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Pina v. Adams

IN THE UNITED STATES DISTRICT COURT FOR THE EASTERN DISTRICT OF CALIFORNIA


April 21, 2009

MANUEL PINA, PETITIONER,
v.
DERRAL G. ADAMS, RESPONDENT.

ORDER AND FINDINGS AND RECOMMENDATIONS

Petitioner, a state prisoner proceeding pro se, has filed a petition for writ of habeas corpus pursuant to 28 U.S.C. § 2254. On October 16, 2008, the undersigned ordered respondent to file and serve a response to petitioner's petition. On November 20, 2008, respondent filed the pending motion to dismiss, arguing that petitioner's habeas petition is time-barred under the Antiterrorism and Effective Death Penalty Act of 1996 ("AEDPA") and that petitioner failed to exhaust his state judicial remedies. Petitioner has not filed an opposition to the motion.*fn1

BACKGROUND

On February 6, 1998, in the El Dorado County Superior Court, petitioner pleaded no contest to attempted sodomy, sexual penetration with a foreign objection, forcible oral copulation, child endangerment, and two counts of forcible rape. A number of sentencing enhancement allegations were found to be true, and on March 16, 1998, petitioner was sentenced to a determinate term of thirty-nine years and four months in state prison. On March 31, 1999, the California Court of Appeal for the Third Appellate District affirmed the judgment of conviction. Petitioner did not seek review in the California Supreme Court. (Resp't's Lodged Docs. 1-2.)

Petitioner subsequently filed four state habeas petitions. On March 21, 2007, petitioner filed a petition for writ of habeas corpus in the El Dorado County Superior Court and on May 9, 2007, the court denied the petition. On June 6, 2007, petitioner filed a second petition for writ of habeas corpus in the El Dorado County Superior Court. On July 18, 2007, the Superior Court denied that petition. On September 19, 2007, petitioner filed a petition for writ of habeas corpus in the California Court of Appeal for the Third Appellate District which was denied on October 18, 2007. Finally, on December 20, 2007, petitioner filed a petition for writ of habeas corpus in the California Supreme Court. On June 25, 2008, the California Supreme Court denied the petition. (Resp't's Lodged Docs. 3-10.) On or about September 30, 2008, petitioner commenced this action by filing a federal petition for writ of habeas corpus.

RESPONDENT'S MOTION TO DISMISS

Respondent moves to dismiss the petition before this court arguing that it is time-barred. Specifically, respondent argues that on March 31, 1999, the California Court of Appeal affirmed petitioner's conviction, causing his judgment of conviction to become "final" on May 10, 1999, after the time for filing a petition for review expired. Respondent argues that under AEDPA, the one-year limitations period for filing a federal habeas petition began to run the following day, on May 11, 1999, and expired one year later on May 10, 2000. (Resp't's Mot. to Dismiss at 3.)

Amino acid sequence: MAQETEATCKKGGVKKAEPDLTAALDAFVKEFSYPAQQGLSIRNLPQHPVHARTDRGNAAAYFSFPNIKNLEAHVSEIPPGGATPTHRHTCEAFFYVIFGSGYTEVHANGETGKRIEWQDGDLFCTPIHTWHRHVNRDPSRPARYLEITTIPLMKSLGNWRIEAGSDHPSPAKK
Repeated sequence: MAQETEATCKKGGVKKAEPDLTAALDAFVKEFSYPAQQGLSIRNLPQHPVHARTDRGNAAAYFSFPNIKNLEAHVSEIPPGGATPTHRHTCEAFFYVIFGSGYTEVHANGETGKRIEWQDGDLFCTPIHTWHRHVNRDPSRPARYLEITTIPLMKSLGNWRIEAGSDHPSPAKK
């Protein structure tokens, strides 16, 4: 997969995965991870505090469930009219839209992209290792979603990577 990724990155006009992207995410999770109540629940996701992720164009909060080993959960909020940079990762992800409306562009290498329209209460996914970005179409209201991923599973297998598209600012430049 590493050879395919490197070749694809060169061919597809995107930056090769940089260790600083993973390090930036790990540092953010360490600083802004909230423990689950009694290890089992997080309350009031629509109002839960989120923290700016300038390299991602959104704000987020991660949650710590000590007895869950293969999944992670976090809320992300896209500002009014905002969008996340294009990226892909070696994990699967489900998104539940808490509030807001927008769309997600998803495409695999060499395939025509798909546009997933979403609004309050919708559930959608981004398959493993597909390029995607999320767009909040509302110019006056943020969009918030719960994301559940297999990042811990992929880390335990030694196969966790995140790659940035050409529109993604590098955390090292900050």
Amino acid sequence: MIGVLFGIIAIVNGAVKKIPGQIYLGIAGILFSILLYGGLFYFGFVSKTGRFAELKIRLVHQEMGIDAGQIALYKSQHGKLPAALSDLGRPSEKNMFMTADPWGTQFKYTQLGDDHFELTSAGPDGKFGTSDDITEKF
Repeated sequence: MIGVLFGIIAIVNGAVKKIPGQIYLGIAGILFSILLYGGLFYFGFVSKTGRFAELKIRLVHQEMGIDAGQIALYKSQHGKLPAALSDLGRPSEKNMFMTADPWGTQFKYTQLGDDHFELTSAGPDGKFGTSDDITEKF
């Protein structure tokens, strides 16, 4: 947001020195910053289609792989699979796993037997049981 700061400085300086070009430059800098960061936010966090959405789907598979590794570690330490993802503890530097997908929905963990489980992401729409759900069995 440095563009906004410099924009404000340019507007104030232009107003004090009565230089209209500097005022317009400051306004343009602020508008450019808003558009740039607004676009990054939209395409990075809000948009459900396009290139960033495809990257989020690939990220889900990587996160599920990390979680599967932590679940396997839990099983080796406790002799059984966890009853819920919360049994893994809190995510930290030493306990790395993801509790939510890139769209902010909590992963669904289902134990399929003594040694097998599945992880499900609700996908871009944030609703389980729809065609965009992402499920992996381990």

Respondent acknowledges that the proper filing of a state post-conviction application challenging a judgment of conviction tolls the one-year statute of limitations for filing a federal habeas petition. However, respondent argues that petitioner did not file any of his state habeas petitions until after the statute of limitations for filing a federal petition had expired. Accordingly, respondent concludes that petitioner is not entitled to statutory tolling and that his federal habeas petition is untimely by more than eight years. (Resp't's Mot. to Dismiss at 3-4.)

Respondent also argues that petitioner failed to exhaust the claims presented in the pending petition by presenting them to the highest state court. Specifically, respondent contends that petitioner raises two claims in his federal petition: (1) ineffective assistance of trial counsel, and (2) ineffective assistance of appellate counsel. However, respondent argues that in his petition for writ of habeas corpus filed with the California Supreme Court, petitioner raised only claims relating to ineffective assistance of trial counsel and sentencing error. Thus, respondent concludes that petitioner failed to exhaust his ineffective assistance of appellate counsel claim. (Resp't's Mot. to Dismiss at 4-5.)

ANALYSIS

I. The AEDPA Statute of Limitations

On April 24, 1996, Congress enacted AEDPA which amended 28 U.S.C. § 2244 by adding the following provision:

(d) (1) A 1-year period of limitation shall apply to an application for a writ of habeas corpus by a person in custody pursuant to the judgment of a State court. The limitation period shall run from the latest of --

(A) the date on which the judgment became final by the conclusion of direct review or the expiration of the time for seeking such review;

(B) the date on which the impediment to filing an application created by State action in violation of the Constitution or laws of the United States is removed, if the applicant was prevented from filing by such State action;